The following article was originally published on April 15, 2019.
By Kathleen Knowles
When it comes to sports in Port Huron, one name is synonymous with excellence and sportsmanship. Glenn Clay Johnson was born in Detroit Harper Hospital on June 13, 1955, to Glenn and Arlene Johnson. At age seven, he and his sister, Candace moved to Port Huron with their parents.
The Early Years…
As a youngster, Glenn began his education at Roosevelt Elementary School. He went on to spend three years at Washington Intermediate before attending Port Huron High School.
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Glenn’s love affair with the game of tennis began very early on. Although Glenn played Little League baseball as a boy, he found he enjoyed tennis more. In the summer of his fifth-grade year, at the age of ten, his neighbor and friend, Frank Stroh, convinced him to take up playing tennis. Through the Port Huron City Recreation Department and under the teachings of Marilyn Carson, the youngster began learning the game that would become a life-long passion.
The following year, Bob Love return to the area and started teaching tennis at City Rec. Under Love’s tutelage, Glenn began to learn the fundamentals of the sport along with his sister and Barb Selden (now Barb Lynch). It was at that time he felt he really learned to play tennis.
For the next few years, he continued to develop his skills. By the time he reached high school, he made the tennis team. In his freshman year, Glenn alternated with two other players between the first, second, and third spots on the team. That year, in the Eastern Michigan League Tournament, the team came in second place. Rick French and Gary Richardson won the doubles at the EML championships. Glenn was runner-up in the singles competition to Joe Fodell of Roseville.
From his sophomore year through his senior year, Glenn was the number one singles player on the Port Huron High School tennis team. Under Coach, Bob Lutz, the team won the regional championship in both Glenn’s junior and senior years. They also won the EML in his senior year. His junior year, Glenn and Rick French defeated Alex Dalrymple and Don Cole in the regionals to advance to the state finals. They made it to the semis before being eliminated in three sets. “That was probably my worst defeat,” Johnson recalled.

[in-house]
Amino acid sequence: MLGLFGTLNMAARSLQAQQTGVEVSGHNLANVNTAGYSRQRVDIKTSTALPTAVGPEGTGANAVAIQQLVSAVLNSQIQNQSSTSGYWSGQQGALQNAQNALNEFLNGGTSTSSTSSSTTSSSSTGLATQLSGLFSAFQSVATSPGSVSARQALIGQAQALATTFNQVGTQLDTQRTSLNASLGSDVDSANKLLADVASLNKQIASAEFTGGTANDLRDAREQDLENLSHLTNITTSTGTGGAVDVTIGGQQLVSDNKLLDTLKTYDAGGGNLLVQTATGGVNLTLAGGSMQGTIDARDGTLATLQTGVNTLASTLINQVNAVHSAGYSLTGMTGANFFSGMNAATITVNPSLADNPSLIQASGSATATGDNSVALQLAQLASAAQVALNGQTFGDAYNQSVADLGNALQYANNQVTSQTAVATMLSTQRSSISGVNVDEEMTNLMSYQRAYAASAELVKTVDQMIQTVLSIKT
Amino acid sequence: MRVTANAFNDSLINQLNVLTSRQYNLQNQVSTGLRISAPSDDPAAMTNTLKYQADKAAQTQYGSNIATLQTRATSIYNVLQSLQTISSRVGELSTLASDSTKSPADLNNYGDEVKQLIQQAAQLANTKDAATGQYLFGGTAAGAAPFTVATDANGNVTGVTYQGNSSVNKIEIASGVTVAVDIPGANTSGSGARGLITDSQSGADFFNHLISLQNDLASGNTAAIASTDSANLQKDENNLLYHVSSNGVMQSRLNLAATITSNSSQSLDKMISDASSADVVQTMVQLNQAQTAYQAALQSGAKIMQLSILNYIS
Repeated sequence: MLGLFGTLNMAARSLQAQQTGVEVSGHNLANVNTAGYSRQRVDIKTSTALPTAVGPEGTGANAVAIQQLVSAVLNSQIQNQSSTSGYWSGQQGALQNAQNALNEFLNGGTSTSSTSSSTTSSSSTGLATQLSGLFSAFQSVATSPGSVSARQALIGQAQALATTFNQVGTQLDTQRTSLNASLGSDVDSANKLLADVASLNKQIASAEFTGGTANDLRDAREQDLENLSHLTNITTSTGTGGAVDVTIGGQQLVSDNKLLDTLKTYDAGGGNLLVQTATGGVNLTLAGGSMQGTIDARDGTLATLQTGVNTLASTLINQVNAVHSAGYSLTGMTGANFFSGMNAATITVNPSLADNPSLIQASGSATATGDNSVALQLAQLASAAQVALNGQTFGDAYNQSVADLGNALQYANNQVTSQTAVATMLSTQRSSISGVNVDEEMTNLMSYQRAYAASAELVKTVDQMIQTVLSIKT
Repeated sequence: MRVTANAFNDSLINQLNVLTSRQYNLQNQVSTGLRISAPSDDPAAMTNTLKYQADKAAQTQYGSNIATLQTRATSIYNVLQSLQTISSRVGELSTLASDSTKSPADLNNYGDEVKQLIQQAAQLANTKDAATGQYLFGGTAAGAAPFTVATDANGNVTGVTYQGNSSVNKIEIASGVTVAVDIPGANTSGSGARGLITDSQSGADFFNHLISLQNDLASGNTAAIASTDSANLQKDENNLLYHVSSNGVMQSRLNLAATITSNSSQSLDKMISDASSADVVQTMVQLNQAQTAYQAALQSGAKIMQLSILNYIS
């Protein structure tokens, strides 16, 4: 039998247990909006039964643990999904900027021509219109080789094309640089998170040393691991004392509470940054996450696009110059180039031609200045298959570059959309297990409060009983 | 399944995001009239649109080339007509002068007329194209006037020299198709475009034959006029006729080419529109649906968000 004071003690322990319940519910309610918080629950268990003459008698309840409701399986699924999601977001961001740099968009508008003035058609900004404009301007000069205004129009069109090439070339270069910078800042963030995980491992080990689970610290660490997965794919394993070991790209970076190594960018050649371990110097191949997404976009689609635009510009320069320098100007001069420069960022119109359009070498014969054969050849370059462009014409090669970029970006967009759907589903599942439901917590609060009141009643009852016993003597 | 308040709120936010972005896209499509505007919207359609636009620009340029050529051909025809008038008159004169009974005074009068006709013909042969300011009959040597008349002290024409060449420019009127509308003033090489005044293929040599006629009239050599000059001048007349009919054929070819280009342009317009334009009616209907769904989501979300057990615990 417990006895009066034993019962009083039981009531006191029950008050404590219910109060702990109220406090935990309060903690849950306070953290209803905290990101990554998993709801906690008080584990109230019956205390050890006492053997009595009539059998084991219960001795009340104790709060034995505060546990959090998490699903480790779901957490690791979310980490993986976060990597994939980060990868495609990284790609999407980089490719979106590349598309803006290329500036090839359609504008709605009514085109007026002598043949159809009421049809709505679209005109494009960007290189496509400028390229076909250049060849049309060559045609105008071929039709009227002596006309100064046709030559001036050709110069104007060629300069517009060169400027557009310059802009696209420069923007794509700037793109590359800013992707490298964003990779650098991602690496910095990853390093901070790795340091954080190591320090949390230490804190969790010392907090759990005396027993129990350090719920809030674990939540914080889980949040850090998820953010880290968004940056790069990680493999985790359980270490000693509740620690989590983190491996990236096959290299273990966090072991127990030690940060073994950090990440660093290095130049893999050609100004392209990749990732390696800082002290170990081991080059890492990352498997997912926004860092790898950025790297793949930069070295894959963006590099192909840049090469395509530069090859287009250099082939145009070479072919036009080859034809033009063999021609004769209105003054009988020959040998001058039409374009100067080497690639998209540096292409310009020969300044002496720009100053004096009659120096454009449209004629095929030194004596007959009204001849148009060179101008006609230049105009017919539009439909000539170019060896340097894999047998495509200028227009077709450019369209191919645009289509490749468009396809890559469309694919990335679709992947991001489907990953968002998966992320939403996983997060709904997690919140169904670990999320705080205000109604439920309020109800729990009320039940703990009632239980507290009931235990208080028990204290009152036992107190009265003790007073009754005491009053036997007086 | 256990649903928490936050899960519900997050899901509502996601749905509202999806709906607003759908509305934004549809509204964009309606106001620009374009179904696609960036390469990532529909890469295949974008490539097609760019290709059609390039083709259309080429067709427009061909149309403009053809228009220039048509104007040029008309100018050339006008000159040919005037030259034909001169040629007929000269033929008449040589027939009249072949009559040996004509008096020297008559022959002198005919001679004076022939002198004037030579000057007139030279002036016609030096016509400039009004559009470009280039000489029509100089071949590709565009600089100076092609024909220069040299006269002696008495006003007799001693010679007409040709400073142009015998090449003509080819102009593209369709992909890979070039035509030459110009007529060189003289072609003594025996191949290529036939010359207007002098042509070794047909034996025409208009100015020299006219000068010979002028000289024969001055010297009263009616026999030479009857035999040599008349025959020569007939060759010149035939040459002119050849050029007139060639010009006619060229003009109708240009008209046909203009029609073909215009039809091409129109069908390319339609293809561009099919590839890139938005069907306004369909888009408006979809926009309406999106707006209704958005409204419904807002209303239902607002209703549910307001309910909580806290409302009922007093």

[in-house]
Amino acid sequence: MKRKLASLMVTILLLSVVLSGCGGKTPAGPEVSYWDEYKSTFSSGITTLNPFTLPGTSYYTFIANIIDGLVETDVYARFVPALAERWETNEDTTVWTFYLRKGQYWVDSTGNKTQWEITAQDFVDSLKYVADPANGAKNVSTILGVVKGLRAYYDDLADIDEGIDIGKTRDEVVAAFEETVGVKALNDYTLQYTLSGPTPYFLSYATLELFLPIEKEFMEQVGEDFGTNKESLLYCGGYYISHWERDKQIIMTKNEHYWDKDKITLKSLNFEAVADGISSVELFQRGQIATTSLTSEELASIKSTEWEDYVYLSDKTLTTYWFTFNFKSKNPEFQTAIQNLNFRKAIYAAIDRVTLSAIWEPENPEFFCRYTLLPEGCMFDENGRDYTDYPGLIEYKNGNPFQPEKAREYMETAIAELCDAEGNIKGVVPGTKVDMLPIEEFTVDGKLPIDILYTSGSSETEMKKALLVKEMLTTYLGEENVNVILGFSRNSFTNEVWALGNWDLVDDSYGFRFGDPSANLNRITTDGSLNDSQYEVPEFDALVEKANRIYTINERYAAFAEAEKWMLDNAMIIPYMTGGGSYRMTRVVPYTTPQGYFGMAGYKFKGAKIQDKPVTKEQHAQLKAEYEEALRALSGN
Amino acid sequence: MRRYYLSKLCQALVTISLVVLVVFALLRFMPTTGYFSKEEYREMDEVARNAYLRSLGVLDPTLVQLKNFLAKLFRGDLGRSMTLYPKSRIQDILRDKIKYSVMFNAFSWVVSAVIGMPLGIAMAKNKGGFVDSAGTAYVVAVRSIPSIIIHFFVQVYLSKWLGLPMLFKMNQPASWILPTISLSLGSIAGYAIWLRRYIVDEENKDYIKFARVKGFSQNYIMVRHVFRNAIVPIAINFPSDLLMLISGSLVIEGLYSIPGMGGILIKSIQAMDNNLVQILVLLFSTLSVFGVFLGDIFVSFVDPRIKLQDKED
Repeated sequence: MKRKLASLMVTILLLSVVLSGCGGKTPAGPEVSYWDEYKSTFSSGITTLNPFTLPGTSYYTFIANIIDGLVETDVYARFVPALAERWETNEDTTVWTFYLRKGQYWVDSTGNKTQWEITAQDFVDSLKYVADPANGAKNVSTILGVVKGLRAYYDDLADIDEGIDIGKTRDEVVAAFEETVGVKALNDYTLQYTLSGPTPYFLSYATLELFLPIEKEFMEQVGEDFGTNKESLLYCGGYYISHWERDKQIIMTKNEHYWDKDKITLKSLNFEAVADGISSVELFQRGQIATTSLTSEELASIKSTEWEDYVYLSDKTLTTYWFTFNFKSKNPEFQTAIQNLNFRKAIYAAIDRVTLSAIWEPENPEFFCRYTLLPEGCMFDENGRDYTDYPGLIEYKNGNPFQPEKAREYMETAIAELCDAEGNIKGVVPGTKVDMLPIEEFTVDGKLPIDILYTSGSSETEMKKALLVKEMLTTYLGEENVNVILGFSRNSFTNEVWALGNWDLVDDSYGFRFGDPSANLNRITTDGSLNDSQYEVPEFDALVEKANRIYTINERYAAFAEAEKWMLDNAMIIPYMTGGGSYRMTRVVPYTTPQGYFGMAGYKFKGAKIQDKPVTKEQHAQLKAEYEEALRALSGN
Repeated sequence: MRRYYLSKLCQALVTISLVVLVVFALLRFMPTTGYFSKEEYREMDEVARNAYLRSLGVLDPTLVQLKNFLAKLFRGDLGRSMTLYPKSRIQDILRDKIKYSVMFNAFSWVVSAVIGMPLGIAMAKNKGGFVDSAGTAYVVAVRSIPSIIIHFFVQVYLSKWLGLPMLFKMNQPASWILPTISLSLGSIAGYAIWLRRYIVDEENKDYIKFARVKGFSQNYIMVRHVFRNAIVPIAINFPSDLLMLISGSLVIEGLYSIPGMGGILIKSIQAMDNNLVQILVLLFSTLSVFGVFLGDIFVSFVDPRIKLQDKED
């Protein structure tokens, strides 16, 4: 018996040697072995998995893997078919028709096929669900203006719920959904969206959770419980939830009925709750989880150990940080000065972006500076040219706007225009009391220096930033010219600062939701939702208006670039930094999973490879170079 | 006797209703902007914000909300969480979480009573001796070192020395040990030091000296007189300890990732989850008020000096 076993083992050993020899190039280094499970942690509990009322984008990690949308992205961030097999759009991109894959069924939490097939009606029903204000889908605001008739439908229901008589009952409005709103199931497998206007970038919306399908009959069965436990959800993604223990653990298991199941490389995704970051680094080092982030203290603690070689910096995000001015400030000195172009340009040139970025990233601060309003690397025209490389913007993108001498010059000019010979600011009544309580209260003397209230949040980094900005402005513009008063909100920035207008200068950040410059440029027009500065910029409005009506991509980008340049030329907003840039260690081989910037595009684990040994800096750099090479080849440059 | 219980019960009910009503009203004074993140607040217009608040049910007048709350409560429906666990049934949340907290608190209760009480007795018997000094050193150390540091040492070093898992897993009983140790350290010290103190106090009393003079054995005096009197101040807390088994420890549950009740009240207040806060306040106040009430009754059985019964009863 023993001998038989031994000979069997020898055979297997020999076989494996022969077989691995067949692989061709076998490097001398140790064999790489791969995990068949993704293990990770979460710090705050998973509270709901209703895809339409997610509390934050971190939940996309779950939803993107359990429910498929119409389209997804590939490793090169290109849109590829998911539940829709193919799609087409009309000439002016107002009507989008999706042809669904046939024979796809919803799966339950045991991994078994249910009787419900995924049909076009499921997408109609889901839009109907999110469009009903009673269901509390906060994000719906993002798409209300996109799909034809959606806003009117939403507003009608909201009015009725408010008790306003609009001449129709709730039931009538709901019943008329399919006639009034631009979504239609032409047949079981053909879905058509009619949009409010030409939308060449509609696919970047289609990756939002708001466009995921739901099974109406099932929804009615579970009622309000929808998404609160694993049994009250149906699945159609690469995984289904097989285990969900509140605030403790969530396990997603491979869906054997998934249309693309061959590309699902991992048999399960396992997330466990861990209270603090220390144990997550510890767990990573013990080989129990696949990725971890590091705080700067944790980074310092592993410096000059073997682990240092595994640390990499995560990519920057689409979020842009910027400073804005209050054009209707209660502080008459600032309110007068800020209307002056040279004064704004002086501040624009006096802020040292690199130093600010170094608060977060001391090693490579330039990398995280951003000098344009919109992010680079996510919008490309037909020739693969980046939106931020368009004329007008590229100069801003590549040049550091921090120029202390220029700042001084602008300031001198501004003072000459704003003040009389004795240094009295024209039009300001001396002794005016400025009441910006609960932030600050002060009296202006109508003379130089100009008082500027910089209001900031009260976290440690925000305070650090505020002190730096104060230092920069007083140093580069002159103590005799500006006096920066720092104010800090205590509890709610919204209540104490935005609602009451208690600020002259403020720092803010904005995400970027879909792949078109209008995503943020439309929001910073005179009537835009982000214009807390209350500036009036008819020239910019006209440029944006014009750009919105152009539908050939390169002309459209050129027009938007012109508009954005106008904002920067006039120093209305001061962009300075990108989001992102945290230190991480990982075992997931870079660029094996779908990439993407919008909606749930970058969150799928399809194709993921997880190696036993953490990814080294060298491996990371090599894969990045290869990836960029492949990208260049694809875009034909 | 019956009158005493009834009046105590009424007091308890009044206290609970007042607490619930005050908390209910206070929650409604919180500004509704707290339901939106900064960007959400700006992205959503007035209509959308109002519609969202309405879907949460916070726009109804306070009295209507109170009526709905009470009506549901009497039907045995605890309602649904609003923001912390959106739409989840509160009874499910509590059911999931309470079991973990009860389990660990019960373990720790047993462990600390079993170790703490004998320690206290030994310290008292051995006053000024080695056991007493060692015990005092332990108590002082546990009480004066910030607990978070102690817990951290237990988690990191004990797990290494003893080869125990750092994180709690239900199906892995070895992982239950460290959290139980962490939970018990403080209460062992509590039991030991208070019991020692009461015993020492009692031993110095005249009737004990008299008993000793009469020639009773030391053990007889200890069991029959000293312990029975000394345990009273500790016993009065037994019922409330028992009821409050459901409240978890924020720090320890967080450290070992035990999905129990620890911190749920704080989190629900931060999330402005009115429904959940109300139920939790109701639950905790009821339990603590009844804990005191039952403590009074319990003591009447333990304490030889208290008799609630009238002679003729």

Although his main interest was tennis, Glenn did make the basketball team as a senior. “If I wasn’t playing tennis, I was shooting baskets,” Johnson said. “I was never a big reader. I followed a lot of college and pro football as well as pro basketball. I love sports. My mom was a sports nut, so I grew up with it. I like team sports, but I found tennis was much more an individual sport. If you won, you kept playing.” Tennis kept him active and his mind busy. He also felt that it was instrumental in keeping him healthy, not only through his high school and college years, but throughout life as well. It is important for him to stay in shape.
After graduating from Port Huron High School in 1973, Glenn attended Bowling Green State University for five years. As Johnson began his sophomore year at Bowling Green, he found himself once again the number one singles player on the tennis team. “As a sophomore, I was playing juniors and seniors from other schools. My record was right around .500; I was about 12-12. By my senior year, my record was about 25-5. Tom Olsen & I won the Mid-American Conference championships. So I progressed.”
His plans to continue his tennis career were put on hold when he came back to Port Huron at Thanksgiving 1973. Glenn was playing tennis when he was hit in the eye with a tennis ball. Not realizing it was serious, he returned to Bowling Green in January. Glenn had torn the retina in his eye. He returned to Port Huron for surgery in February of 1974. He was not allowed to return to tennis until June. Unfortunately, the tennis season at Bowling Green was over by that time. Johnson came back to Port Huron once again and taught at the Port Huron City Recreation Department.
A Career Chemist…
While at Bowling Green, he earned a Bachelor of Science degree in chemistry. His first job after graduating was an automotive company in Port Sanilac where he worked in the quality control lab. He left there for a job at American Tape in Marysville working there for 17 years in the quality control lab and finally in Research and Development. After leaving American Tape, Glenn worked at Huron Plastics Group for nine years before returning to Inter Tape (FKA American Tape) and retiring in 2012.